The Left just cant give it up.
Once you’ve had a virtual monopoly on the airwaves, its difficult to deal with a new landscape in which anyone can express a political opinion about anything without fear of regulation or retribution.
But thats what happened to the Left.
One morning, they woke up and heard things on the radio that theyd never heard before. It was shocking. How could an ex-disc jockey named Rush Limbaugh say these things? And then the info-gods seemed to just pile on. First it was talk radio; then cable TV came along with its glut of nightly talk shows.
All this diversity of opinion came about because broadcasters no longer had to worry about an FCC regulation called the Fairness Doctrine.
Since 1985 when FCC Chairman Mark S. Fowler announced that the Doctrine violated the First Amendment and harmed the public interest, the Left has been in a state of denial. They believed that the constitutionality of the Doctrine would ultimately be upheld as it had been in Red Lion Broadcasting Co. v. FCC in 1969. And since 1987, when the Doctrine DID go away, the Left has never stopped trying to bring it back.
In that very year, Congress tried to contest the FCCs abandonment of the regulation. Legislation to fully restore the Doctrine made it to President Ronald Reagans desk, and he promptly vetoed it. Another attempt to bring back the Doctrine in 1991 failed when President George H.W. Bush made it known that he, too, would veto such a measure.
The Fairness in Broadcasting Act of 1993, sponsored by Ernest Hollings (D.-S.C.) in the Senate and Bill Hefner (D.-N.C.) in the House would have placed the Doctrine into law, but it went nowhere.
As of 2007, Sen. Bernie Sanders (I.-Vt.), Rep. Dennis Kucinich (D.-Ohio), and Rep. Maurice Hinchey (D.-N.Y.) are announced supporters of returning the Doctrine. But perhaps the most up-front proponent is Congresswoman Louise Slaughter (D.-N.Y.) whose MEDIA ACT (HR. 4710) would reinstate the Fairness Doctrine and ensure that broadcasters present discussions of conflicting views on issues of public importance.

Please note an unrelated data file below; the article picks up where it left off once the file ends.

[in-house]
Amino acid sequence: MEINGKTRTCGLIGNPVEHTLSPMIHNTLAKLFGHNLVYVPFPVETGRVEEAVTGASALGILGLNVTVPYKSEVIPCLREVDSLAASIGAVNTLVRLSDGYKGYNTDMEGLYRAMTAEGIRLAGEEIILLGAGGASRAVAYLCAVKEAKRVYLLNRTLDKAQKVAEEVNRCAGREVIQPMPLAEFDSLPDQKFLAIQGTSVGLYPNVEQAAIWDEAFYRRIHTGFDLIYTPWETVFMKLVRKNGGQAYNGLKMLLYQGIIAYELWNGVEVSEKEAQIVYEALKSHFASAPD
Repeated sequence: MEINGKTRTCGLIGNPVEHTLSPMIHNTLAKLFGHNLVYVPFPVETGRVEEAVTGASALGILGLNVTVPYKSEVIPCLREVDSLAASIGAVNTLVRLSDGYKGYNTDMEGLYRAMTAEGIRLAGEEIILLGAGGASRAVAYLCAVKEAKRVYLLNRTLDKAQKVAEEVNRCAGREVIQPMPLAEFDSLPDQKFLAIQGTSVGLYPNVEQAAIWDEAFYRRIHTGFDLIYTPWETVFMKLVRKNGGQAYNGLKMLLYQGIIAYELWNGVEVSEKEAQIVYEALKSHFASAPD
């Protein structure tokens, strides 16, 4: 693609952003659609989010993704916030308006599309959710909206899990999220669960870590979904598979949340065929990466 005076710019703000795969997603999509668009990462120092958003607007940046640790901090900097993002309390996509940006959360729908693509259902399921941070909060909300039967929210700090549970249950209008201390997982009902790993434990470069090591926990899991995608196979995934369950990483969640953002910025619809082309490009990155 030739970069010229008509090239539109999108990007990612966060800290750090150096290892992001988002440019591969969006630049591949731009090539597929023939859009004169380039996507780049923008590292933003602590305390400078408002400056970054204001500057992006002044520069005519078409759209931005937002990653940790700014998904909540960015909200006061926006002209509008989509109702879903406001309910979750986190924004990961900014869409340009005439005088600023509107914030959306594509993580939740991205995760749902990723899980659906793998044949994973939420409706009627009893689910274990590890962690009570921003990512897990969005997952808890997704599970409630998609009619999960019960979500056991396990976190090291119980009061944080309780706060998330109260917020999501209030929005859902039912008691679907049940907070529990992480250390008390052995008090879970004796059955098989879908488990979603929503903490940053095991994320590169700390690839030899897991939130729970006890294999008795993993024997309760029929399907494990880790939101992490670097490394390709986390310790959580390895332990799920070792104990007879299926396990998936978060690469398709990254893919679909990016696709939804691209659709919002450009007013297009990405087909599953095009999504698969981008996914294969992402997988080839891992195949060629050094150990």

Now comes California Sen. Dianne Feinstein, telling FOX News Sunday that talk radio "pushes people, to, I think, extreme views without a lot of information." And when Chris Wallace asked her if she would revive the Fairness Doctrine, she said, "Im looking at it because I think there ought to be an opportunity to present the other side" On that same telecast, Republican Sen. Trent Lott had to respond to his comment that "talk radio is running America and we have to deal with that problem."
Then, theres a new 40-page report from the Center for American Progress and the Free Press entitled "The Structural Imbalance of Talk Radio." The report laments the right wing domination of talk radio and discusses how to end it. One of the authors is Paul "Woody" Woodhull, who has a stake in the issue since hes a financial backer of two liberal talk hosts: Ed Schultz and Bill Press.
And so the battle lines are drawn. Its a matter of time. And elections.
The Left has never gotten over the fact that it once had a media monopoly. It hates the New Media, particularly talk radio, and can’t understand why so many people tune in. As Hillary Clinton once opined, it must be due to some vast right-wing conspiracy.
Under Republican presidents, efforts to restore government regulation that might allow the courts to decide fairness have failed. Attempts to counter conservative talk radio with liberal talk shows (Air America) failed. Nobody listened to the liberal comedians that served as hosts.
The Hate Radio movement has achieved moderate success, but the highest-profile victim, Don Imus, was not a conservative.
The best way for the Left to restore liberal balance to the airwaves remains the ballot box. One is hard-pressed to think that any of the Democratic presidential frontrunners particularly Hillary Clinton or Al Gore if he should enter race would not enthusiastically support the return of the Fairness Doctrine.
The Democrats are two-thirds of the way back to regulation. All they need is the White House.
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